BMA calls for unity amidst MTAS fallout
Watch out, the men in white coats are coming
The new president of the British Medical Association (BMA), Parveen Kumar, has penned an open letter outlining what the organisation will do to try and sort out the mess of the online application system for doctors.
Previous president James Johnston resigned after a letter he wrote to The Times failed to reflect the anger felt by many doctors over the problems with the Department of Health's flailing system.
Patricia Hewitt was forced to ditch the Medical Training Application Service (MTAS) last month.
The letter asked all BMA members to fill in an online survey as to what the new system should look like. The organisation is preparing to give evidence to the Tooke Inquiry, which will look at what went wrong with the system and likely propose an alternative for next year.
But many junior doctors feel the BMA has failed to do enough to express doctors' anger.
The open letter points out that the BMA has been raising concerns about junior doctors' training since 2004. In the summer of 2006 it called for a delay in moving to the new system.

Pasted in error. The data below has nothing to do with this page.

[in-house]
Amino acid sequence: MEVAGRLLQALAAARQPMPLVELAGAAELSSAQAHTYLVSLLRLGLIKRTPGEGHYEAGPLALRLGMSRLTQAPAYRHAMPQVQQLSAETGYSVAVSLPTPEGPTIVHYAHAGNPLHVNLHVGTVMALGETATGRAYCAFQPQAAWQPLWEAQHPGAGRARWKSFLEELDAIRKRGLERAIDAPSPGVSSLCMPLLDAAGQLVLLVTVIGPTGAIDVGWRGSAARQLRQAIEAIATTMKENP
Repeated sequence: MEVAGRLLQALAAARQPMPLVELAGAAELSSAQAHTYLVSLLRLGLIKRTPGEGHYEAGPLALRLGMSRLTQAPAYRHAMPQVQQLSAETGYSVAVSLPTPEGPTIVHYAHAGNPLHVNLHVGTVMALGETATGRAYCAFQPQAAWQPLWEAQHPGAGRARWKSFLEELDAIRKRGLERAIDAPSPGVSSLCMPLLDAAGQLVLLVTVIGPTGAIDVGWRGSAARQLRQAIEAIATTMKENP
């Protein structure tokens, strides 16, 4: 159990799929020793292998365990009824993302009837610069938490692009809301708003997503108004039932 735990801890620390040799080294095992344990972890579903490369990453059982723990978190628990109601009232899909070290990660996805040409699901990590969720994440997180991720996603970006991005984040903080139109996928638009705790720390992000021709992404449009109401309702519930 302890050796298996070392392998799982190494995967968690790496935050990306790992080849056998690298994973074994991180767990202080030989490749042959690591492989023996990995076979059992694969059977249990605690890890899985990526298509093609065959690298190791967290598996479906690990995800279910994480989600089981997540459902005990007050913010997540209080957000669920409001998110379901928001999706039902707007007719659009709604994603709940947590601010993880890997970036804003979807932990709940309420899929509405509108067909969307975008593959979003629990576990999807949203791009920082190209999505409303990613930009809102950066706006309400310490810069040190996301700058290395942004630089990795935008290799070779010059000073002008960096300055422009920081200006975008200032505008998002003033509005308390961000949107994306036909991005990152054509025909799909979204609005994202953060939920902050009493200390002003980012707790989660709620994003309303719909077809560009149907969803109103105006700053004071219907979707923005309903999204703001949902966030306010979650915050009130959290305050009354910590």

The letter calls for doctors to stand together.
It said: "There is a great danger that the profession ends up fighting amongst itself rather than doing everything we can, collectively, to find the best solution to a bad situation."
Presumably, this is aimed at organisations like junior doctors' group Remedy UK which has taken a harder line against MTAS.
Remedy UK took the Department of Health to the High Court over the project's failure.
Some 12,000 doctors are expected to be without jobs or training posts as a result of the project's failure.
The BMA letter is here.
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